Released: April 10, 2013

Brain Awareness Week

Holly Campbell-Rosen, Ph.D.

Holly Campbell-Rosen, Ph.D.

On March 11th, scientists from the Congressionally Directed Medical Research Programs (CDMRP) participated in the annual Brain Awareness Week sponsored by the National Museum of Health and Medicine (NMHM). The event is designed to inspire middle school students about science and medicine through hands-on activities specifically related to the brain.

The staff from the CDMRP, Drs. Naba Bora, Holly Campbell-Rosen, and Donna Kimbark presented concepts about how the brain processes sensory input, how sensory signals interact with memory signals, and how we perceive the world around us. In a hands-on demonstration, the students were able to see and test how a weakly electric fish is able to sense the world around it using the electric field it generates around its body. Perturbations of the field allow it to recognize and identify possible threats and food through a system of mapping the stimuli and environment within its brain, a function of the cerebellum. The students were able to detect the electric field of the electric fish with an electrode and a sound amplifier. They learned that the cerebellum of the fish may play a role acting as an adaptive filter of sensory inputs by comparing the incoming sensory input with expected inputs in their environment. This phenomenon, of having an expectation of what the next incoming sensory input will be, is known as corollary discharge, and is critical to how the brain makes decisions on what to focus on and what to 'subtract' as noise. Students were taught that their brains must do this adaptive filtration of their environment every day, all day.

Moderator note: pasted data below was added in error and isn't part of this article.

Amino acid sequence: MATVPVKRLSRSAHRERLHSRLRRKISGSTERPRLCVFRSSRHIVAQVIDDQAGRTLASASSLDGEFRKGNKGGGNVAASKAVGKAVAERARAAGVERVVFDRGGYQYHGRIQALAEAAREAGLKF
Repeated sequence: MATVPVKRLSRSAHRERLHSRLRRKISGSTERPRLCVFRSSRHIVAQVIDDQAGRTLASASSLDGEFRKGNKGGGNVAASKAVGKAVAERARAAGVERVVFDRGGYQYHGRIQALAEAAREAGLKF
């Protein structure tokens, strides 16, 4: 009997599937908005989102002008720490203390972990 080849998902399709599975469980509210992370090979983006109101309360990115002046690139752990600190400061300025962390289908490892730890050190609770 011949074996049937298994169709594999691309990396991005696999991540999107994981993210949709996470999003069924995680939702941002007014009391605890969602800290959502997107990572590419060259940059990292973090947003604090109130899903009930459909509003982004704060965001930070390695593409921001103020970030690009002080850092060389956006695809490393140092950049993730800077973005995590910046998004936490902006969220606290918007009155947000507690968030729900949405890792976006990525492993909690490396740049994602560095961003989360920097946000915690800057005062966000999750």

In addition, the students were also shown how the brain could be tricked through a number of optical illusions. The students looked at these optical illusions and saw that while their brain might expect one thing, in actuality the drawing or portrait showed quite another. Visual input and brain expectation was tested as the students reviewed the illusions and discussed sensory and perception links.

The students participated in a series of 'did you know' questions about the brain such as the fact the brain is the fattiest organ in the body, and that there are no pain receptors in the brain so that some brain surgeries are done with the patient awake, helping and guiding the surgeon!

The staff of the CDMRP experienced an exciting day with the children during Brain Awareness Week and look forward to continued participation next year.

National Museum of Health and Medicine Entertains and Educates:

National Museum of Health and Medicine Welcomes DC-Area Middle School Students